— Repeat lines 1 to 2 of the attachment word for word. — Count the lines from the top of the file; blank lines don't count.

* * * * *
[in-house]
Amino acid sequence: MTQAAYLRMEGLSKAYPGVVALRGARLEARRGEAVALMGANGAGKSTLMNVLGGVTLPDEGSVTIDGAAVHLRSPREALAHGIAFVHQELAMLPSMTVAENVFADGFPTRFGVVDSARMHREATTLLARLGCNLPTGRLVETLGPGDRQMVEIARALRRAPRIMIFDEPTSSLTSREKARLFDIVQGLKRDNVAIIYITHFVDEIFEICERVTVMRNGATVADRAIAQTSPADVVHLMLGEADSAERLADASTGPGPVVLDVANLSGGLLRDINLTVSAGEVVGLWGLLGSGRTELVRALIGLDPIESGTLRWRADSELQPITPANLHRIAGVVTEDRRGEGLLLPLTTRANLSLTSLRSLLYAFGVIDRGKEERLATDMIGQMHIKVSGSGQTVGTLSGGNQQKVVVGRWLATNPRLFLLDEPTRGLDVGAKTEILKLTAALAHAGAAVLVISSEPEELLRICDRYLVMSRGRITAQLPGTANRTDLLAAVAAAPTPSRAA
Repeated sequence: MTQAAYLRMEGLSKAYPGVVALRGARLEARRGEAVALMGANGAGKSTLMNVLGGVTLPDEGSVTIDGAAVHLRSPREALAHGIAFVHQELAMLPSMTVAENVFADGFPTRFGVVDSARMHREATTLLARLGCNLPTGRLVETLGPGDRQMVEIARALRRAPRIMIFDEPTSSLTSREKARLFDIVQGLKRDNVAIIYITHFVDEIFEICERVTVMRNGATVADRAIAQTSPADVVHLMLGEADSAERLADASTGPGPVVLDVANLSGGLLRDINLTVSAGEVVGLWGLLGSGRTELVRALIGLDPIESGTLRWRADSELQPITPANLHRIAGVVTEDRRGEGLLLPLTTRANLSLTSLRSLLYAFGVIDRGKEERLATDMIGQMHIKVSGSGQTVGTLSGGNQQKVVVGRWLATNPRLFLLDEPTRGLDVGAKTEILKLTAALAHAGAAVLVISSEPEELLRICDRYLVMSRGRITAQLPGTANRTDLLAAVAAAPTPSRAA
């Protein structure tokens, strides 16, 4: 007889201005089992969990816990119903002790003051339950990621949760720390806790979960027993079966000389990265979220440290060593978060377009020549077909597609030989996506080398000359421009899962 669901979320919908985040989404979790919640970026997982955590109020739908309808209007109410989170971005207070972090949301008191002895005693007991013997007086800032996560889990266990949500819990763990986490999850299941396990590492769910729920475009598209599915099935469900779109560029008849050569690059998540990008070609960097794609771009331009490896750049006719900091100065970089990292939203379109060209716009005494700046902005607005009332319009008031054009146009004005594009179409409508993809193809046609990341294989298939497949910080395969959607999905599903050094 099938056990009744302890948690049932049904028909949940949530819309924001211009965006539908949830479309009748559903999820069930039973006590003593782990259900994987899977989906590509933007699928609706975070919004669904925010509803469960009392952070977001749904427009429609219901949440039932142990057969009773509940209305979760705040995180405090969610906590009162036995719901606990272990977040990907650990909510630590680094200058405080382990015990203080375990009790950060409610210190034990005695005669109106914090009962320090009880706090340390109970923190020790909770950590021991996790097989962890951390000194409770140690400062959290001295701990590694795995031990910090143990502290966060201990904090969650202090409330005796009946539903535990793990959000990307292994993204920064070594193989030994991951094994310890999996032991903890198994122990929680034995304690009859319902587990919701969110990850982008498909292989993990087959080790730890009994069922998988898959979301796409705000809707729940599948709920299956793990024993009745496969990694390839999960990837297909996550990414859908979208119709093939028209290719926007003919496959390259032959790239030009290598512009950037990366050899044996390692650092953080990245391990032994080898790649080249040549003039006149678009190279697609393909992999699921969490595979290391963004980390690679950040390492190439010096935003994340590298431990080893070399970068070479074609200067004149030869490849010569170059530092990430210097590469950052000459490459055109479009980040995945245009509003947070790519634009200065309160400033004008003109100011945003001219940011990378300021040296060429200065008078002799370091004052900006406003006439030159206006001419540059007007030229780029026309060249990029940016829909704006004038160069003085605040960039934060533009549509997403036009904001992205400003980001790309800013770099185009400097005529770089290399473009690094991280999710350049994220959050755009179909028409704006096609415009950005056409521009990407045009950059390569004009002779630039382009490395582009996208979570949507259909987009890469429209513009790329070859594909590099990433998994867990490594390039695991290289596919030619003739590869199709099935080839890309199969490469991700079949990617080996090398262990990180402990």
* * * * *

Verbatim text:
[in-house]
Amino acid sequence: MTQAAYLRMEGLSKAYPGVVALRGARLEARRGEAVALMGANGAGKSTLMNVLGGVTLPDEGSVTIDGAAVHLRSPREALAHGIAFVHQELAMLPSMTVAENVFADGFPTRFGVVDSARMHREATTLLARLGCNLPTGRLVETLGPGDRQMVEIARALRRAPRIMIFDEPTSSLTSREKARLFDIVQGLKRDNVAIIYITHFVDEIFEICERVTVMRNGATVADRAIAQTSPADVVHLMLGEADSAERLADASTGPGPVVLDVANLSGGLLRDINLTVSAGEVVGLWGLLGSGRTELVRALIGLDPIESGTLRWRADSELQPITPANLHRIAGVVTEDRRGEGLLLPLTTRANLSLTSLRSLLYAFGVIDRGKEERLATDMIGQMHIKVSGSGQTVGTLSGGNQQKVVVGRWLATNPRLFLLDEPTRGLDVGAKTEILKLTAALAHAGAAVLVISSEPEELLRICDRYLVMSRGRITAQLPGTANRTDLLAAVAAAPTPSRAA